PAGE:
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ISSN: 2329-9495
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Nonclassically Secreted Regulators of Angiogenesis

Igor Prudovsky*

Maine Medical Center Research Institute, 81 Research Drive, Scarborough, ME 04074, USA

*Corresponding Author:
Igor Prudovsky
Maine Medical Center Research Institute
81 Research Drive
Scarborough, ME 04074, USA
Tel: +1-207-396-8146
Fax: +1-207-396-8179
E-mail: [email protected]

Received February 04, 2013; Accepted February 25, 2013; Published February 28, 2013

Citation: Prudovsky I (2013) Nonclassically Secreted Regulators of Angiogenesis. Angiol 1:101. doi:10.4172/2329-9495.1000101

Copyright: © 2013 Prudovsky I. This is an open-access article distributed under the terms of the Creative Commons Attribution License, which permits unrestricted use, distribution, and reproduction in any medium, provided the original author and source are credited.

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Abstract

Many secreted polypeptide regulators of angiogenesis are devoid of signal peptides. These proteins are released through nonclassical pathways independent of endoplasmic reticulum and Golgi. In most cases, the nonclassical protein export is induced by stress. It usually serves to stimulate repair or inflammation in damaged tissues. We review the secreted signal peptide-less regulators of angiogenesis and discuss the mechanisms and biological significance of their unconventional export.

Keywords

Angiogenesis; Regulator; Nonclassical secretion

Nonclassical Secretion: How and Why Some Secreted Proteins Avoid ER-Golgi on their Exit Way

Angiogenesis, the growth of new vessels from the preexisting elements of the vascular system is critically important for cardiovascular development, repair of damaged tissues, inflammation and tumor formation. A plethora of secreted proteins participates in the regulation of angiogenesis. Among these polypeptides are growth factors and cytokines, which signal through specific cell membrane receptors. Many extracellular enzymes also modulate angiogenesis.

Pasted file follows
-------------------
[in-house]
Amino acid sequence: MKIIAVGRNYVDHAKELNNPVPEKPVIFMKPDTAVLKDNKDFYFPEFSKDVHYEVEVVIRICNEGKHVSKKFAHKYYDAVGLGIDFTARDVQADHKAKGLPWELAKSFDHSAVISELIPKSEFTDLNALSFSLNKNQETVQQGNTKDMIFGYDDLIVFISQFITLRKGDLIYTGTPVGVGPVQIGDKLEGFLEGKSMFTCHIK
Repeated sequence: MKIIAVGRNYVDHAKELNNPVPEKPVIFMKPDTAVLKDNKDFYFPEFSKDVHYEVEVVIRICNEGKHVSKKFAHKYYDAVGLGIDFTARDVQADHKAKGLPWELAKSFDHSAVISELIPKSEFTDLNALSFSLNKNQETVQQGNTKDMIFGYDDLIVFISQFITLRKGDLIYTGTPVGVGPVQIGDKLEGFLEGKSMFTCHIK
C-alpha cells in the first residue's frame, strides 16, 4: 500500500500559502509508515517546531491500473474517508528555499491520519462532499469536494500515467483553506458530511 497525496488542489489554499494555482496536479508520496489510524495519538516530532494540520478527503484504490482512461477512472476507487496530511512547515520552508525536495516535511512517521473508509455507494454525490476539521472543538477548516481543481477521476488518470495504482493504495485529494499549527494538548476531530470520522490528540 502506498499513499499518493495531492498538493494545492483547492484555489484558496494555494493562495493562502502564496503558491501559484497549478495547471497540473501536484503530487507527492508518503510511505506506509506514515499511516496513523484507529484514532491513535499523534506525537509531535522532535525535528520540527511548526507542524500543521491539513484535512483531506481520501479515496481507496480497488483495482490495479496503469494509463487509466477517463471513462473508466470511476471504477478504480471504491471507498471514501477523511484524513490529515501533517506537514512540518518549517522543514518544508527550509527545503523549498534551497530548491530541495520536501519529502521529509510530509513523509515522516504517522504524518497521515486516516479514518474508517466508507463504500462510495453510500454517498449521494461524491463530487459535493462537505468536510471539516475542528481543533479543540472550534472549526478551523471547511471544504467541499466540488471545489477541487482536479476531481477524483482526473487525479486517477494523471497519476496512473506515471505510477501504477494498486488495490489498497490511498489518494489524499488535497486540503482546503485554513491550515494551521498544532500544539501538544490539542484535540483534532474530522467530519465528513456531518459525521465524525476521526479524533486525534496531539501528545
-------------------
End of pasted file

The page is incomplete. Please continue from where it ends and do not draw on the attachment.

Various stress conditions influence angiogenesis, particularly by increasing the availability of secreted pro-angiogenic proteins. For example, hypoxia stabilizes the transcription factor HIF1α, which stimulates the expression of Vascular Endothelial Growth Factor (VEGF), the major inducer of angiogenesis [1]. Alternatively, mechanical stretch can also enhance the expression of VEGF [2]. The availability of extracellular proteins can be regulated not only at the level of their expression but also through the modulation of their secretion. Most secreted proteins have in their primary structure a N-terminally located cleavable hydrophobic signal peptide, which is required for the translocation of newly translated polypeptides into the endoplasmic reticulum (ER) followed by the transport through the ER-Golgi compartment and release mediated by the fusion of Golgi-derived exocytotic vesicles with the cells membrane [3]. This export pathway is known as classical protein secretion. Some cells, such as neuroendocrine cells [4] sort classically secreted proteins into constitutive and regulated secretory pathways. In the latter pathway, the fusion of secretory vesicles with the plasma membrane (on which they are poised) is induced by a drastic increase of cytosolic calcium concentration. However, so far there is no evidence of regulated classical secretion of angiogenic regulators. At the same time, many polypeptide regulators of angiogenesis are secreted through ERGolgi- independent pathways, and secretion of these proteins is often induced by stress conditions. Unlike classically secreted proteins, unconventionally or nonclassically secreted polypeptides are devoid of signal peptides. They are not detected in the ER-Golgi compartment, and their export is not inhibited by brefeldin A, a compound, which blocks the protein transport from the ER to Golgi [5,6].